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Open mike 07/09/2021

Written By: - Date published: 6:00 am, September 7th, 2021 - 117 comments
Categories: open mike - Tags:

Open mike is your post.

For announcements, general discussion, whatever you choose.

The usual rules of good behaviour apply (see the Policy).

Step up to the mike …

117 comments on “Open mike 07/09/2021 ”

  1. weka 1

    I’ve just seen someone say that the LynnMall attacker targeted white people. Have I missed something? Is there evidence of this?

    • Gezza 1.1

      Yes, I saw a young Kiwi female witness on three news, who said she was there in the supermarket, appeared to be of Indian descent, and said that the attacker wasn't interested in her, that he seemed to be (she paused to think about how to put it) specifically going after white people.

      I was quite surprised they showed it.

      Can't remember now if it was the night of the attack or the following night. She's the only witness I've seen saying that. And I don't know if she's accurate – but I've seen someone else report this witness's claim in an online news article or possibly on Kiwiblog too.

      Might still be viewable on the on demand three news?

    • Ross 1.2

      Not that I'm aware of. But few of us are privy to his thoughts and writings. Those that had dealings with him, including his family and friends, may know more.

      He apparently wrote that if he was sent back to Sri Lanka he would seek out "Kiwi scums", whatever that means.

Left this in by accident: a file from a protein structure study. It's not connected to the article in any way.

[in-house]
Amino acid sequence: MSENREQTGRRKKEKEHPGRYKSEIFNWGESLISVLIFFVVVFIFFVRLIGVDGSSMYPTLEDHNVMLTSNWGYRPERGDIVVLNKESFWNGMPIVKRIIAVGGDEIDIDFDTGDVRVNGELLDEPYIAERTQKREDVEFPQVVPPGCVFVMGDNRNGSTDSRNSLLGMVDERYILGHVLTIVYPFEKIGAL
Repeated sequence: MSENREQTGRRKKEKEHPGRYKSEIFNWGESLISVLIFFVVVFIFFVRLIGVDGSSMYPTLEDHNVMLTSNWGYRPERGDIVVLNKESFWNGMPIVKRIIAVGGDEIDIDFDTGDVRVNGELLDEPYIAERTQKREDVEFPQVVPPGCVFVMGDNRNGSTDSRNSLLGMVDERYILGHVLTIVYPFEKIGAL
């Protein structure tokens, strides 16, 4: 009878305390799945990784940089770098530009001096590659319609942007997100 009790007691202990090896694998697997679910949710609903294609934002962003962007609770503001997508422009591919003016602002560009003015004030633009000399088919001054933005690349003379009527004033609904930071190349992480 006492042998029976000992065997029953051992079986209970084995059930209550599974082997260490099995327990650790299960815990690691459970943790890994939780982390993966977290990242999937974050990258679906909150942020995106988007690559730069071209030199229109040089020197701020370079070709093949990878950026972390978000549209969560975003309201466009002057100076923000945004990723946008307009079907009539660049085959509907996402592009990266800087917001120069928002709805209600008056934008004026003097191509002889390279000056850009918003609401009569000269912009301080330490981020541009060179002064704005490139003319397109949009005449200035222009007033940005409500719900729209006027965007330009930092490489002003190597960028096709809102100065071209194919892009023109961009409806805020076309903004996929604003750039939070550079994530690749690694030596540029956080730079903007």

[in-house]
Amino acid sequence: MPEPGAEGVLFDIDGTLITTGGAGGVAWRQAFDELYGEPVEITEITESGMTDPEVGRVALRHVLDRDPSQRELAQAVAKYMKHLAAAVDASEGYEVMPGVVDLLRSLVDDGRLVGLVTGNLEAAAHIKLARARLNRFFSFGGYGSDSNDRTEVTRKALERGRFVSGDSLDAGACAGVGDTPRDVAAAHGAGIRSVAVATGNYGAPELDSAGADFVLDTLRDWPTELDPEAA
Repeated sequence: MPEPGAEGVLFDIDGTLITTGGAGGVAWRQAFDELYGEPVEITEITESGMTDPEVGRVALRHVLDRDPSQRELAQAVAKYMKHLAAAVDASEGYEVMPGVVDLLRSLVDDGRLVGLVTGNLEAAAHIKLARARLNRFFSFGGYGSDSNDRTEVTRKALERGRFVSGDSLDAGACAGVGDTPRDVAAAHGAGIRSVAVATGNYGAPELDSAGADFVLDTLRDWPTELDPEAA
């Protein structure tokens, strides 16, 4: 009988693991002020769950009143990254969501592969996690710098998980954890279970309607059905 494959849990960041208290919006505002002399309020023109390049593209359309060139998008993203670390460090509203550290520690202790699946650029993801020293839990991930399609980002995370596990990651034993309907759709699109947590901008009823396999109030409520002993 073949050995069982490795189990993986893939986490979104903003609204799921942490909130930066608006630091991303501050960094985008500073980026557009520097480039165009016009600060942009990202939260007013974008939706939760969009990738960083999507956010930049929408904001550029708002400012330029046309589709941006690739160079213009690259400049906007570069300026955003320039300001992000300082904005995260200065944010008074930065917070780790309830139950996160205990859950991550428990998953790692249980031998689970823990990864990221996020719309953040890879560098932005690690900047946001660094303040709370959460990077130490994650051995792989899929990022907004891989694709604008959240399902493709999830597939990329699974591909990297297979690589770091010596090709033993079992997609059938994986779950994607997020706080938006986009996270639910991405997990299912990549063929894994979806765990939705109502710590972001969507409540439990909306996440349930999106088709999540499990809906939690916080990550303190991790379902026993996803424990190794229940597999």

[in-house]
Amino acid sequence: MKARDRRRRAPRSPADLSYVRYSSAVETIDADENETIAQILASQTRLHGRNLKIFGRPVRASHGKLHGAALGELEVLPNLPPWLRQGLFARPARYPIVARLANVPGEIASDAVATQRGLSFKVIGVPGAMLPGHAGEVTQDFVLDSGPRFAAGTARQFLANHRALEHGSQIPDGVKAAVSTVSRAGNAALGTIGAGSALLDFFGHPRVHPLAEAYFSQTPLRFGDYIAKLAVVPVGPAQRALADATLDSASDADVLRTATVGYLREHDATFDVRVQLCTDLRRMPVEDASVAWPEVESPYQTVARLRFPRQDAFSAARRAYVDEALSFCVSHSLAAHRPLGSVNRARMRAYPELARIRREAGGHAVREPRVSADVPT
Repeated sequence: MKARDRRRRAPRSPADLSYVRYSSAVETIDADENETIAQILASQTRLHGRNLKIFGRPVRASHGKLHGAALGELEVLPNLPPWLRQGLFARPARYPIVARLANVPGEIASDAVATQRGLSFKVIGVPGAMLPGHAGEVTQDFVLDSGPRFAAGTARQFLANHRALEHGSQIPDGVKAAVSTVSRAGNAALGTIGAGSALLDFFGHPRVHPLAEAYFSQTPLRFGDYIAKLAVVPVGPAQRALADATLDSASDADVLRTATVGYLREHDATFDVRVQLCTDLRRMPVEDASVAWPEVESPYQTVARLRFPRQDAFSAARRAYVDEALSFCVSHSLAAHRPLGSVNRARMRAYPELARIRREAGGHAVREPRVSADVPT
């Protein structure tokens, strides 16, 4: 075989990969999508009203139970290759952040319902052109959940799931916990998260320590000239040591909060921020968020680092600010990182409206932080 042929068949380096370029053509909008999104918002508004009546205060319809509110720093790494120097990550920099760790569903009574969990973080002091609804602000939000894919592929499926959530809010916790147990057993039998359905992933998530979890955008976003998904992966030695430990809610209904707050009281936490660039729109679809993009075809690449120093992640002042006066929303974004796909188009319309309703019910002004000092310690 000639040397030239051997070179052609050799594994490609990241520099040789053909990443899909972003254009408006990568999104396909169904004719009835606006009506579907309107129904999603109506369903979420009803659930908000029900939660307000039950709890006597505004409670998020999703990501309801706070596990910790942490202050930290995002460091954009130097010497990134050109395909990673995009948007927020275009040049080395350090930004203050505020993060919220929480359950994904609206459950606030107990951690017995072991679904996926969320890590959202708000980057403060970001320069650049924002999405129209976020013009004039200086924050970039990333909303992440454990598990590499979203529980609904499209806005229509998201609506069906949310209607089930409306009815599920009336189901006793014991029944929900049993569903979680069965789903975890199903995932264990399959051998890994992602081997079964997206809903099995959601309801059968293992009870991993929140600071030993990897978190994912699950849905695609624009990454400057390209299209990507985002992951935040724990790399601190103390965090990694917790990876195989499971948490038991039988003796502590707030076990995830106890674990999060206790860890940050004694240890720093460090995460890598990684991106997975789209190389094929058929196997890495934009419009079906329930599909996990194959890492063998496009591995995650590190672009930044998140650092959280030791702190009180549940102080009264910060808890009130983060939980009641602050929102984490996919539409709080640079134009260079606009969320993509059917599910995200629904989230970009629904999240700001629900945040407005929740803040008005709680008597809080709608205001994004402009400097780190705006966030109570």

• Jester 1.3

      Yes I saw the interview Gezza mentions and she said he seemed to target white people and ignored her.

  2. This lifted from last night's Daily Review, on a twitter thread:

    "The spanish flu killed 1% of Europe. It also caused permanent chronic illnesses in tens of millions of people. Kidney disease, heart disease, developmental disabilities, stroke victims, etc"

    We don't want to get Covid in any form. Anything the government does to keep it running rampant in our society is worth backing – and to hell with the economy!

    • francesca 2.1

      Think you might need a from in there Tony

      I agree

    • Alan 2.2

      wishful thinking Tony, it will be near impossible to keep covid out forever

    • Jenny how to get there 2.3


      7 September 2021 at 8:58 am

      wishful thinking Tony, it will be near impossible to keep covid out forever

      "Near impossible" is not, impossible.

      Many experts say that achieving herd immunity is near impossible.

      Which of course means, achieveing herd immunity is possible, (but difficult).

      As John F. Kennedy said, "We don't do these things because they are easy, we do these things because they are hard".

      So what would it take?

      We don't know what level of the population would need to be vaccinated to achieve herd immunity against Covid-19, because it has never been done before.